Here at Car Talk, we know first hand how overwhelming and frustrating it can be to shop for a vehicle. Not only have we suffered through the process many times ourselves, but we have zillions of readers and listeners alike who tell us all about their own hilarious and unique experiences. Shopping for a used or pre-owned car can be a confusing, baffling process, as there are so many options out there to choose from. But there is hope and clarity, if you have patience and do enough research.
Below are a few of the common mistakes that consumers make while shopping around in the used or pre-owned car industry. Read through these and keep them in mind before you head out searching for that perfect, gently used vehicle to grace your driveway. And make sure to write in to our Car Talk Community or our Facebook page, if you have any interesting experiences to share with us.
Rushing into any purchase without doing the research. This is a common problem for all verticals in the automotive space. Cars, tires, warranties, accessories, shipping…
Before arriving at the dealership, consumers should be religiously surfing the Internet for reviews, safety ratings, recalls, prices, mileage, features and locations of the cars they are interested in. This means coming to the dealership or seller with screenshots and saved pages on your phone of the cars they like, and the price quotes. Having a good idea of what you want, and learning the options of what is out there is a very good step towards finding the pre-owned car that is right for you.
Making a purchase solely based on looks. This is an issue with relationships, as well as purchasing a used or pre-owned car. Something sparkly on the outside, but rusted out underneath will look pretty sweet stuck on the side of the highway, but will cost you more in the end. The look of a car is only as important as how it looks under the hood. This leads us to #3.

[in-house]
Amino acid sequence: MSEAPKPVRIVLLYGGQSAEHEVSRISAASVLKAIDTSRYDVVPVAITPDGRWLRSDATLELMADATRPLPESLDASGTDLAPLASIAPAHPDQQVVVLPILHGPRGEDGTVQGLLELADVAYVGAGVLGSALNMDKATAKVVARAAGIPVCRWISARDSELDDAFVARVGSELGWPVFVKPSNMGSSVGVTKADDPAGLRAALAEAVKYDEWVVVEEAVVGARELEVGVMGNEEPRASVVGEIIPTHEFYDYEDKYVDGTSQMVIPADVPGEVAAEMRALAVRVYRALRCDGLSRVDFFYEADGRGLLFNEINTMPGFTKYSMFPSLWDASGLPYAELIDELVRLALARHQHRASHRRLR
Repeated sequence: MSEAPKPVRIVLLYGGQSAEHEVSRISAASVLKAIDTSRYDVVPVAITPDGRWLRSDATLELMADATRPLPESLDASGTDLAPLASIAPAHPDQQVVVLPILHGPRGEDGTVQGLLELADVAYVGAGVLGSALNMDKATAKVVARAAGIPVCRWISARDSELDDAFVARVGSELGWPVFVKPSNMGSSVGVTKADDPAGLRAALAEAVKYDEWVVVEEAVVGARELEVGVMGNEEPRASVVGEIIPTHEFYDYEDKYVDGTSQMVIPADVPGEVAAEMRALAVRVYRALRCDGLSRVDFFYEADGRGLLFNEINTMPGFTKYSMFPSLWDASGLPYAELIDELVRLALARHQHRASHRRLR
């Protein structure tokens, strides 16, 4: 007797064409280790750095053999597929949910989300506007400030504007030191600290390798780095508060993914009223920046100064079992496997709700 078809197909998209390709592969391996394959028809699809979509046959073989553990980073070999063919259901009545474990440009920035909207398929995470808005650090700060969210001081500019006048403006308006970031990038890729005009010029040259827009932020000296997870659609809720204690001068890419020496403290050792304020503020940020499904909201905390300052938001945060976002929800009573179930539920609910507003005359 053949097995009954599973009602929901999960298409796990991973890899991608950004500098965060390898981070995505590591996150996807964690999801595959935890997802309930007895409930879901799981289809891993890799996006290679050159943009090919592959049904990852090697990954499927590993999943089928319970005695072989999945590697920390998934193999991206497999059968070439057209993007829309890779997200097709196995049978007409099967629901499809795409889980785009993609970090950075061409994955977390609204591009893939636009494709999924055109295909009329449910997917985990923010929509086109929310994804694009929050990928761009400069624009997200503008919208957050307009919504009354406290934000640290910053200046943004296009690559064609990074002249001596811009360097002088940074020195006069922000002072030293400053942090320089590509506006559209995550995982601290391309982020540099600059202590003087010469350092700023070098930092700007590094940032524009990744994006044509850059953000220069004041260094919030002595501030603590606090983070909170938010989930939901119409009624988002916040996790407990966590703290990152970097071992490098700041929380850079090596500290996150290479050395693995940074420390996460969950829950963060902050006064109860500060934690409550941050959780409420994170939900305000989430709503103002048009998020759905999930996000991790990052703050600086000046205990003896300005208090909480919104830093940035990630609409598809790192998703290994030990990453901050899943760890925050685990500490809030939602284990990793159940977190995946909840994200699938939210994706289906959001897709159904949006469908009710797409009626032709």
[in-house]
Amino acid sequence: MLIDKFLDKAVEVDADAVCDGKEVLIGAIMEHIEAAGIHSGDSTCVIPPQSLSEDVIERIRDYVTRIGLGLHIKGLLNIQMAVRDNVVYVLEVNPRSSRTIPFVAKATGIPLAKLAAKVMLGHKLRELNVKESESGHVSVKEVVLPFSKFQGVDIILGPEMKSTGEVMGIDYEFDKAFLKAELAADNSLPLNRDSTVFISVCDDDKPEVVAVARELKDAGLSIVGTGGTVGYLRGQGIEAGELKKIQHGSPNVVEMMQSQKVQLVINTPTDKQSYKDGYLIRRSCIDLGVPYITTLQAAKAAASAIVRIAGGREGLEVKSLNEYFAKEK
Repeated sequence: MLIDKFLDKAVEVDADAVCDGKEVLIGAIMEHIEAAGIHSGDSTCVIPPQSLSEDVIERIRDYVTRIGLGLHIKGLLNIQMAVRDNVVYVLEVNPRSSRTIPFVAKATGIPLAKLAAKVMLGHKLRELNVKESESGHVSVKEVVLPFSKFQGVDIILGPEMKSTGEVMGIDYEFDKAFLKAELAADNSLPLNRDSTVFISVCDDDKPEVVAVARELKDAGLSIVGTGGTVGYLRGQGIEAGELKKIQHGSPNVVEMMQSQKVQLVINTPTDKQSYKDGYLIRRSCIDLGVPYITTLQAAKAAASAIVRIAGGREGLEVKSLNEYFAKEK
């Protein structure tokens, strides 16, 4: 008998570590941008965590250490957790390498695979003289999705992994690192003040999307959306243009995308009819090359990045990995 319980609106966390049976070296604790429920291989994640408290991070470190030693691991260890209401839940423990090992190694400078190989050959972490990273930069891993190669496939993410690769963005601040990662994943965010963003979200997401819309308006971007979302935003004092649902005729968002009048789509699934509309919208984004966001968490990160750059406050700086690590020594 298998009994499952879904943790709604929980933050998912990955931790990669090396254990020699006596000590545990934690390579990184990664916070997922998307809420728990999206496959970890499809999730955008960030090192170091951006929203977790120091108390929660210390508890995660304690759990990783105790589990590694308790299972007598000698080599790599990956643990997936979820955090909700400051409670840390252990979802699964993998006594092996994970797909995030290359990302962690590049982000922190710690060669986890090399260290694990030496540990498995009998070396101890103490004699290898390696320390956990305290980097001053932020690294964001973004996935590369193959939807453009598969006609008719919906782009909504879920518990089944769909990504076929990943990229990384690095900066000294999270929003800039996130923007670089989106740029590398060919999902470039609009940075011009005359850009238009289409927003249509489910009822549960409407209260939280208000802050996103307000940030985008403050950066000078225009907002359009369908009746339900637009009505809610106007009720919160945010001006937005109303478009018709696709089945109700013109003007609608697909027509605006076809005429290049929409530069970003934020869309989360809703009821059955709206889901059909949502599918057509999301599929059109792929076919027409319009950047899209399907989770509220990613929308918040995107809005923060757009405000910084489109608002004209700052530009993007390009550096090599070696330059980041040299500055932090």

Not getting the car checked out by a third party or trusted mechanic before purchasing it. This one is huge. Like, bigger than huge, actually. Unless the consumer is truly a mechanic themselves, they need an expert to check out this potential enormous purchase. A mechanic will know what to look for, and be able to give the consumer a very good picture of the actual health and worth of the car. We have a huge listing of good options to choose from in our Mechanics Files. Don’t be shy. Go ahead and give it a look.
Not giving the insurance company a call, to see how much the rates will change, now that you have a newer, sparkly car. This ends up being an added cost which hits a lot of people square in the face unexpectedly. You finally have that red, late model pre-owned Mustang you have always wanted, and your insurance has now spiked 30-40% higher than your original rates in order to cover it. Your bank account is super angry with you, and so is your significant other. Yikes.
Not checking the age and wear of the tires. If your pre-owned car is shiny, but the tires are completely bald and about to expire, then your pre-owned car is going to cost more than the sticker price. Try to negotiate a new set of tires with the sale of the car, if possible.
Not getting a detailed vehicle history. This should be covered under #1, Research. But we mention it here because it is super important. If the sparkly car you are about to buy has been in three accidents, or had 5 owners in the last 2 years, there is a reason for that. A vehicle history will shine some light on the non-sparkly past of your potential pre-owned car.
Not taking a day or two to think it over before making a big purchase like this. A big expenditure like buying a car should come with a long detailed thought process to decide if this is actually the right vehicle for you. A pre-owned car can be a very big investment, in your safety and your financial wellbeing.
Regardless of what the salesperson may tell you, there is no rush. Ridesharing apps have taken the urgency out of car buying. Yes, you want a car of your own, right now. But the right car is worth the research, the detail and the effort. It could mean the difference between a jazzy shiny car that costs a lot and lasts you 5 months and the solid, awesome work-horse vehicle that runs smoothly for 180K miles and is reasonably priced.
So don't let any pushy sales tactics lead you into a big purchase for a vehicle that might not be a good investment in the long run. Take your time.